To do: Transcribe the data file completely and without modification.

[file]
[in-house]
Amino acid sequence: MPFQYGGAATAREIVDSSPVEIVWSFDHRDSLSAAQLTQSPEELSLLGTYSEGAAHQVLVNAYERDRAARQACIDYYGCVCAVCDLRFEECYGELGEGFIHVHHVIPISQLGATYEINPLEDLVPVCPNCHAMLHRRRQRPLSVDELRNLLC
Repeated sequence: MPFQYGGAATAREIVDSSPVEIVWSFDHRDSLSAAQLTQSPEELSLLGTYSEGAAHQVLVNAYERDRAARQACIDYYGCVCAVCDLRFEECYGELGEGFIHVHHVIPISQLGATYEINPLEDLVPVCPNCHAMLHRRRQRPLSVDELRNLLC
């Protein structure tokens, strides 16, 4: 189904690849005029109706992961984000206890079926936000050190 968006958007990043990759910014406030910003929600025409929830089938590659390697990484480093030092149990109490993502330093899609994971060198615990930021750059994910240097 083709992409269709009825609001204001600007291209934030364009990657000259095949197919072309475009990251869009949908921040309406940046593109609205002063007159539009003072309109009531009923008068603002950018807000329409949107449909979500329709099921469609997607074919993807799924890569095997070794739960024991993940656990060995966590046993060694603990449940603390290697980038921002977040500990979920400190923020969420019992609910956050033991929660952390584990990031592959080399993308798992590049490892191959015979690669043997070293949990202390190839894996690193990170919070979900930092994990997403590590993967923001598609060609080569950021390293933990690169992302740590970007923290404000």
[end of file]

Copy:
[in-house]
Amino acid sequence: MPFQYGGAATAREIVDSSPVEIVWSFDHRDSLSAAQLTQSPEELSLLGTYSEGAAHQVLVNAYERDRAARQACIDYYGCVCAVCDLRFEECYGELGEGFIHVHHVIPISQLGATYEINPLEDLVPVCPNCHAMLHRRRQRPLSVDELRNLLC
Repeated sequence: MPFQYGGAATAREIVDSSPVEIVWSFDHRDSLSAAQLTQSPEELSLLGTYSEGAAHQVLVNAYERDRAARQACIDYYGCVCAVCDLRFEECYGELGEGFIHVHHVIPISQLGATYEINPLEDLVPVCPNCHAMLHRRRQRPLSVDELRNLLC
């Protein structure tokens, strides 16, 4: 189904690849005029109706992961984000206890079926936000050190 968006958007990043990759910014406030910003929600025409929830089938590659390697990484480093030092149990109490993502330093899609994971060198615990930021750059994910240097 083709992409269709009825609001204001600007291209934030364009990657000259095949197919072309475009990251869009949908921040309406940046593109609205002063007159539009003072309109009531009923008068603002950018807000329409949107449909979500329709099921469609997607074919993807799924890569095997070794739960024991993940656990060995966590046993060694603990449940603390290697980038921002977040500990979920400190923020969420019992609910956050033991929660952390584990990031592959080399993308798992590049490892191959015979690669043997070293949990202390190839894996690193990170919070979900930092994990997403590590993967923001598609060609080569950021390293933990690169992302740590970007923290404000």